CS PHOTO BY JACLYN LIPPELMANN Cardinal Wuerl sprinkles holy water on a statue of Our Lady of the Poor during a June 7 Mass of Thanksgiving for Venerable Aloysius Schwartz at his home church, Holy Name of Jesus in Washington. The missionary priest dedicated his life and work to the Virgin of the Poor after visiting her shrine in Belgium as a seminarian. Standing in the background are members of Venerable Schwartz’s family. From left to right are his sister Mary Flanagan, his brother Lou Schwartz, his brother-in-law Bill Vita, and Bill’s wife Dolores Vita, another sister of Venerable Schwartz.
CS PHOTO BY JACLYN LIPPELMANN Cardinal Wuerl sprinkles holy water on a statue of Our Lady of the Poor during a June 7 Mass of Thanksgiving for Venerable Aloysius Schwartz at his home church, Holy Name of Jesus in Washington. The missionary priest dedicated his life and work to the Virgin of the Poor after visiting her shrine in Belgium as a seminarian. Standing in the background are members of Venerable Schwartz’s family. From left to right are his sister Mary Flanagan, his brother Lou Schwartz, his brother-in-law Bill Vita, and Bill’s wife Dolores Vita, another sister of Venerable Schwartz.
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The man who could become the first declared saint from Washington exemplifies Pope Francis’s call for today’s Catholics to be missionary disciples and share the Good News of Jesus with the world, Cardinal Wuerl said at a June 7 Mass of Thanksgiving for Venerable Aloysius Schwartz at Holy Name of Jesus Church, the missionary priest’s home parish.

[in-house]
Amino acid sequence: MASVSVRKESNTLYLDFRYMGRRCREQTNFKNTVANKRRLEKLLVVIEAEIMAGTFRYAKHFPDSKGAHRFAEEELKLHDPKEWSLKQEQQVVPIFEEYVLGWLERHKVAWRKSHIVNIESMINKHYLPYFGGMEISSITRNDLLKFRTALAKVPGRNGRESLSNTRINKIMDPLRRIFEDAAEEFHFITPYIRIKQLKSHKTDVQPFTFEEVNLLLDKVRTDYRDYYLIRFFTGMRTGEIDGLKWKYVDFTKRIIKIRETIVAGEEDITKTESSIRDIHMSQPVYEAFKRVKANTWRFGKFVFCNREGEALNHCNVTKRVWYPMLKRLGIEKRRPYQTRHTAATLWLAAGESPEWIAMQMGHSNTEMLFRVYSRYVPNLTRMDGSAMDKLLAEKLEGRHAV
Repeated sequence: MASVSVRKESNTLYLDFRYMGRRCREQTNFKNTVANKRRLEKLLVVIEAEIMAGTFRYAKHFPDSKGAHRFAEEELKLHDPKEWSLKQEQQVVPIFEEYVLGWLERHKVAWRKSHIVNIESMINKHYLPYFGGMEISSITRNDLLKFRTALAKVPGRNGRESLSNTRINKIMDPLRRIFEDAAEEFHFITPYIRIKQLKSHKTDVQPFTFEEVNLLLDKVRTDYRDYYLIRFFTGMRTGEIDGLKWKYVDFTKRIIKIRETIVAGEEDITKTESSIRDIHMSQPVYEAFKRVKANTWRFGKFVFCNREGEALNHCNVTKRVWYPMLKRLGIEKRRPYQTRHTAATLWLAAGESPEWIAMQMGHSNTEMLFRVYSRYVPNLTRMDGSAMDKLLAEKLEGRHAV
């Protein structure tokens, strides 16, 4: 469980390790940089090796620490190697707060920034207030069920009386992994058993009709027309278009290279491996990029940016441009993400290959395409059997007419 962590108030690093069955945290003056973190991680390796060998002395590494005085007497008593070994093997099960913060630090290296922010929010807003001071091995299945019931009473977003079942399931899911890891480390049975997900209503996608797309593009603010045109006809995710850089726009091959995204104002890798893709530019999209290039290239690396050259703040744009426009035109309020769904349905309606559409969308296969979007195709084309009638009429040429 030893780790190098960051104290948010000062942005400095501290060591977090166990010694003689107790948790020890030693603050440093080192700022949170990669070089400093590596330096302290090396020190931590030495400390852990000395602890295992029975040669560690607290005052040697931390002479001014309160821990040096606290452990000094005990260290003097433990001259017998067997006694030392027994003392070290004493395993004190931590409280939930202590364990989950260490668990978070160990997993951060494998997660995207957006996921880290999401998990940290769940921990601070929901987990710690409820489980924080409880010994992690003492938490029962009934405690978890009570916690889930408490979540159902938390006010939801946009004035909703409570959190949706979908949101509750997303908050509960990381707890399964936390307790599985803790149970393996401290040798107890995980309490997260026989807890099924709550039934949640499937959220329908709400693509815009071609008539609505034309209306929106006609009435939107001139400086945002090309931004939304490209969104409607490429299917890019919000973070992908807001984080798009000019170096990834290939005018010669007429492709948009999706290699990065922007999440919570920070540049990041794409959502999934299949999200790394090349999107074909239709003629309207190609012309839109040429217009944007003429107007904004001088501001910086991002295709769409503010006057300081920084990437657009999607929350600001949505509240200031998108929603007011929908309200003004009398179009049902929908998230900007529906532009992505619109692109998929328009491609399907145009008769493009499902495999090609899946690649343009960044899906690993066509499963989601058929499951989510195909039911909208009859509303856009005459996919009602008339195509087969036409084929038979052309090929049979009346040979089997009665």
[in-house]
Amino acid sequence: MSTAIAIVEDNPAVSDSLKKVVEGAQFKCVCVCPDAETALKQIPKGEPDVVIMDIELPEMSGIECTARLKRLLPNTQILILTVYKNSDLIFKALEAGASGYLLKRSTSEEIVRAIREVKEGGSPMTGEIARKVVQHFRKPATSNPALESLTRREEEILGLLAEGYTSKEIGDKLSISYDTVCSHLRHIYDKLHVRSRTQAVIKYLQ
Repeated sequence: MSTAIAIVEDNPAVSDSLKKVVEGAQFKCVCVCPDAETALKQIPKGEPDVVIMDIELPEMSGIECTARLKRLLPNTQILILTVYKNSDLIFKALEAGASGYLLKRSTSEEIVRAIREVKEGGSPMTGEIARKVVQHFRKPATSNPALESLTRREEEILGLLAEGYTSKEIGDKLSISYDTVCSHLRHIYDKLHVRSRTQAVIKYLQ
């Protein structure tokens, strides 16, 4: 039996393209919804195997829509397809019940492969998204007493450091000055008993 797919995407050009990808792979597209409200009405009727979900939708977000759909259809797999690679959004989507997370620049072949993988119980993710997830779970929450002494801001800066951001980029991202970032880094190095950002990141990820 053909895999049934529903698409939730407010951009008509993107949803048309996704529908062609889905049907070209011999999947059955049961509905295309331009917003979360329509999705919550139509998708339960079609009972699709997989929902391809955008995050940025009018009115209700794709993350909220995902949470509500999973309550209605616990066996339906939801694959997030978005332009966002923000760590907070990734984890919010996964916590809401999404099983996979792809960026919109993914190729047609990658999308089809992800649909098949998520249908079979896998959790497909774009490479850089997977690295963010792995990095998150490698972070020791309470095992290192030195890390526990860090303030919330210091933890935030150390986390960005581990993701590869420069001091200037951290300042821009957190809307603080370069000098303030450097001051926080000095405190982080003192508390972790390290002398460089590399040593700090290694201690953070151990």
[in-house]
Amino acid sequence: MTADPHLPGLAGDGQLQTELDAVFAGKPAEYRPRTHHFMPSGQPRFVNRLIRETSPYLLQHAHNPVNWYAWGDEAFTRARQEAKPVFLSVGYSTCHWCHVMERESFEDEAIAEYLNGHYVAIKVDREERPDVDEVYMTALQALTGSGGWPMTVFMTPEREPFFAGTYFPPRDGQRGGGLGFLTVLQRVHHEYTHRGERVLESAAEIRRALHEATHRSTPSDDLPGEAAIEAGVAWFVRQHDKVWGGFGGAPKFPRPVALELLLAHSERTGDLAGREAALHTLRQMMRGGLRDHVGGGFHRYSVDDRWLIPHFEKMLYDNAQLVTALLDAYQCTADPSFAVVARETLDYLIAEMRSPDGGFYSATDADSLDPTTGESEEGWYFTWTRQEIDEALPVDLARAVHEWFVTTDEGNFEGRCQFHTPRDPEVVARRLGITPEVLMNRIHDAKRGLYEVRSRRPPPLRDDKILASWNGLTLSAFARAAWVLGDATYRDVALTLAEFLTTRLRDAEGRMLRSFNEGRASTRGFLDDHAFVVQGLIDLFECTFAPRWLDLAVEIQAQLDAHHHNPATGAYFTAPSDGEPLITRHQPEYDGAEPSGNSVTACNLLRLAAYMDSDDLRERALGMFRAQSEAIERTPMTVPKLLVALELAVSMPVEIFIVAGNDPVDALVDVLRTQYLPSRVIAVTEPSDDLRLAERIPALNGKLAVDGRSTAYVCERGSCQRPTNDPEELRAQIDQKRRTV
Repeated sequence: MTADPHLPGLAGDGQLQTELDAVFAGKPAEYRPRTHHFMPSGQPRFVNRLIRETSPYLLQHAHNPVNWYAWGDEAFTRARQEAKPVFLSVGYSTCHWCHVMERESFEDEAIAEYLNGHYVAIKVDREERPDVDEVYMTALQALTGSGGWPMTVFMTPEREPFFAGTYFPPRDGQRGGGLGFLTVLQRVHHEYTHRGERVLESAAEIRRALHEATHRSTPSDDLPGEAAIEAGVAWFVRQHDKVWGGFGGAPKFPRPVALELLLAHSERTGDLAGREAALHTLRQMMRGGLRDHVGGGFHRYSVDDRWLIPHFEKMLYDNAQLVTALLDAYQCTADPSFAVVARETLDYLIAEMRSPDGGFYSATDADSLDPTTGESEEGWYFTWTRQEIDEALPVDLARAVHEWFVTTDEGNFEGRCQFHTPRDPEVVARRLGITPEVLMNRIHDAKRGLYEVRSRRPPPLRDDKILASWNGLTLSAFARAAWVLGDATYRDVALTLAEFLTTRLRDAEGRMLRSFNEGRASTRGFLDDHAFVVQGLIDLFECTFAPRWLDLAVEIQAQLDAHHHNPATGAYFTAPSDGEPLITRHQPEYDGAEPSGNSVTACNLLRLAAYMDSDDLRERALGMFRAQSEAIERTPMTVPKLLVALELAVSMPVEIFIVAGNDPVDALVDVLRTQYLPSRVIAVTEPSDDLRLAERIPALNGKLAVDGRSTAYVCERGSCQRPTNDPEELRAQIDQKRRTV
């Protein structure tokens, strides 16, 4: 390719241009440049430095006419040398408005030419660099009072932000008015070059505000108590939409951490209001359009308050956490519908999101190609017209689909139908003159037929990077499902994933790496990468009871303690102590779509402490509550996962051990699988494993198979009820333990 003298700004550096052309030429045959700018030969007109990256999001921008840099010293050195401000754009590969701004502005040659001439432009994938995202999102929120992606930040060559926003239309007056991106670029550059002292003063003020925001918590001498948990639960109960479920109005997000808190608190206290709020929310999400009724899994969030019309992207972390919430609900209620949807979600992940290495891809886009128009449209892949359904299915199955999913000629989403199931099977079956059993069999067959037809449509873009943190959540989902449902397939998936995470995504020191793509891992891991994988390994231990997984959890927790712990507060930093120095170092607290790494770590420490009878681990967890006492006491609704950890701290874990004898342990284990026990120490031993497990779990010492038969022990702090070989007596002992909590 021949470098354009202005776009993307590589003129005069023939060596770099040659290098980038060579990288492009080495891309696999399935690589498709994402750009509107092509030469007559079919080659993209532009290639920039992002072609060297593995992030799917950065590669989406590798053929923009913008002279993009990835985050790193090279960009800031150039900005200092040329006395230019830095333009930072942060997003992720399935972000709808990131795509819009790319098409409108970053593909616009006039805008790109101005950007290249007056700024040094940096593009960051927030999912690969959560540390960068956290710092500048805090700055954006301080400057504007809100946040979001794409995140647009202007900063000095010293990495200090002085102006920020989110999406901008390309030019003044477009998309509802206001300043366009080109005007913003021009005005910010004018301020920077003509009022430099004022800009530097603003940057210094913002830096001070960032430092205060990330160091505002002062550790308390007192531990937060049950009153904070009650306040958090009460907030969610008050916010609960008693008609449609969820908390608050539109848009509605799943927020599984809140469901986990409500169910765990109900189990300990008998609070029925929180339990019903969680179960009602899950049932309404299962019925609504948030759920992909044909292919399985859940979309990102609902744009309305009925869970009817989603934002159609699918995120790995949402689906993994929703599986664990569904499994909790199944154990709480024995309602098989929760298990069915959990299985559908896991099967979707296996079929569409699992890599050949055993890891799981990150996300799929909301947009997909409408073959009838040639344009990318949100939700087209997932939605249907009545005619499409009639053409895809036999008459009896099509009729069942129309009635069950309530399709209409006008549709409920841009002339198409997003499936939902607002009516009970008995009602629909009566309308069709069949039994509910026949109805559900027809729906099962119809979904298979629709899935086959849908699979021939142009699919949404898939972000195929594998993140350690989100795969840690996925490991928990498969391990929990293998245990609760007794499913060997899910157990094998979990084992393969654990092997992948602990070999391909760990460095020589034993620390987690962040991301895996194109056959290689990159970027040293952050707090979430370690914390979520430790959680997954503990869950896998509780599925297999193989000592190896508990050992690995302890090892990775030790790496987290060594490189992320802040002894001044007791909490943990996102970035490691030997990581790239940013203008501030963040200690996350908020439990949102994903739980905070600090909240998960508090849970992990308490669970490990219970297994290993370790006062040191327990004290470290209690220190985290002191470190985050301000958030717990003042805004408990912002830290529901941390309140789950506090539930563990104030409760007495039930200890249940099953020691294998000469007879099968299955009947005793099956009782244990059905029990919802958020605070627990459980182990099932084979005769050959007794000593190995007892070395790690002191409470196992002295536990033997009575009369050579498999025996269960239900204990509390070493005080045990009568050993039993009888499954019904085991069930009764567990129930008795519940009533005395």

In January, Pope Francis signed a decree recognizing that Msgr. Schwartz lived a life of heroic virtue, meaning that he has been declared as “Venerable,” making him the first native Washingtonian to achieve that title, a key step in the canonization process. The priest known as Father Al began a network of Catholic educational and job training programs for poor children that his Sisters of Mary continue to operate in six countries today. The Brothers of Christ founded by him serve the poor and people with disabilities at centers in South Korea.

“Pope Francis often tells us to go out, meet people where they are and accompany them on the journey to Christ,” Cardinal Wuerl said in his homily. “That is just what Venerable Aloysius Schwartz did. He was a missionary disciple.”
The Mass was held at the Washington parish where Venerable Schwartz was baptized, received his First Holy Communion and Confirmation, attended the parish school and was an altar server.

“It all began here. He was born 85 years ago right in this parish, this neighborhood, this community… It was here where the seeds of his faith were planted,” the cardinal said, noting the impact that Venerable Schwartz’s parish and school and devout Catholic family had on his vocation and work.

Growing up in Holy Name Parish, Aloysius Schwartz dreamed of becoming a missionary priest, and after his ordination in 1957 he did just that, serving orphans and street children in Busan, South Korea, left destitute in the wake of the Korean War. In 1964, Father Aloysius Schwartz founded the Sisters of Mary to assist him in operating his Boystown and Girlstown educational and vocational programs for poor children that they established in South Korea, the Philippines and Mexico  before his death in 1992 of amyotrophic lateral sclerosis. Today, the Sisters of Mary continue Venerable Schwartz’s work by educating more than 20,000 poor children each day in Boystown and Girlstown Schools in South Korea, the Philippines, Mexico, Brazil, Guatemala and Honduras.